Updated 26th Oct
On This Day in History - 1987: A High Speed Train sets the world diesel speed record by travelling at 148mph
The preliminary report by RSSB into the collision of an express passenger train with a car at Ufton Nervet in 2004.
This document was published on 25th January 2005 by Railway Safety & Standards Board.
It was written by Railway Safety & Standards Board.
This item is linked to the Accident at Ufton Nervet on 6th November 2004
The original document format was PDF File, and comprised 16 pages.
This document is © Railway Safety & Standards Board.
" The 1735 hrs London to Plymouth service was a 10-vehicle High Speed Train (HST) operated by First Great Western. The train would normally leave London with the standard class accommodation at the front but on this occasion the train was running in reverse formation with two first class coaches at the front, followed by a buffet coach and five standard class coaches. It departed from Paddington on time and after making a booked stop at Reading, it left the station one minute late at 1803 hrs. The train subsequently accelerated to the linespeed of 100mph and passed the ‘strike-in’ point for Ufton AHB level crossing at 1811 hrs, initiating the crossing sequence of lights, audible alarms and lowering of barriers.
On reaching the level crossing, the train struck a Mazda 323 car which was on the crossing and obstructing the Down Line. The collision caused the leading wheelset of the leading bogie of the front power car to derail towards the left hand side in the direction of travel. The bogie then ran for approximately 95 metres in a line parallel to the rails with only one wheelset derailed until it reached the facing points to the Down Goods Loop. The bogie was then guided to the left by the diverging rails of the points, causing the following bogies to derail and resulting in a full and catastrophic derailment of all the vehicles in the train.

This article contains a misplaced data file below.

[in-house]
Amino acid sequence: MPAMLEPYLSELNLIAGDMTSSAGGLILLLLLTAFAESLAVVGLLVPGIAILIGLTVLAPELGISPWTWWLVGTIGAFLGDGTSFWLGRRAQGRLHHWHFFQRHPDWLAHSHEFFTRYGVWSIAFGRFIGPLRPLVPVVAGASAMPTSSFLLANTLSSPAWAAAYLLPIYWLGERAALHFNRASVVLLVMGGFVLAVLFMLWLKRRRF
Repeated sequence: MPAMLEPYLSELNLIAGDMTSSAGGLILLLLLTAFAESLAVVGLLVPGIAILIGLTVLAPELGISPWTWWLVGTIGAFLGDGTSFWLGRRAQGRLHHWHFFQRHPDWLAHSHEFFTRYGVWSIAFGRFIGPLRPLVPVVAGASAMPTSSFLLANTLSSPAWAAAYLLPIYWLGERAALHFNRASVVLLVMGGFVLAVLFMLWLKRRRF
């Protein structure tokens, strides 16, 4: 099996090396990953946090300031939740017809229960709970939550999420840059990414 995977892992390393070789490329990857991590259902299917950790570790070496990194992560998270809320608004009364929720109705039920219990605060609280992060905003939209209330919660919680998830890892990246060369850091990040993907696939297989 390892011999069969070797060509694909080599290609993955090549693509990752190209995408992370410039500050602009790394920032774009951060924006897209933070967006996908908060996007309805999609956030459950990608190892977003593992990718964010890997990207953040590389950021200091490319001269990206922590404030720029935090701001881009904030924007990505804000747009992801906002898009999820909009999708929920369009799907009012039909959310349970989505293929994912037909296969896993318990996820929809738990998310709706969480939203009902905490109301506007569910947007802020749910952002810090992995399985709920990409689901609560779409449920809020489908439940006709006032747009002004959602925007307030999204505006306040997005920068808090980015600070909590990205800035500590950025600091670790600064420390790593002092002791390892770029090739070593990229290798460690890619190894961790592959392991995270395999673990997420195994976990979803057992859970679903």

Extensive damage was caused to the vehicles, particularly those in the centre of the train where the couplings broke and vehicles parted from the train formation. The rear power car came to rest 165 metres from the point of derailment and the leading power car came to rest 360 metres from the same point.
The car was broken up by the impact, with component parts being carried forward by the train and scattered along some 100 metres of track. There was also widespread damage to the track in the area where all the vehicles finally derailed.
The response to the accident by the railway companies and the civil emergency services was both rapid and efficient. The evacuation of the passengers from the train, for the most part, proceeded smoothly. Regrettably, five passengers and the train driver died as a consequence of the accident, as well as the driver of the car.
A total of 66 passengers, including 18 who were quite badly injured, were conveyed to hospital for treatment. Many of the remaining passengers received minor cuts and bruises, which were treated locally."
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Report on the Accident At Minster on 26th April 1935
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Level Crossings Act 1983
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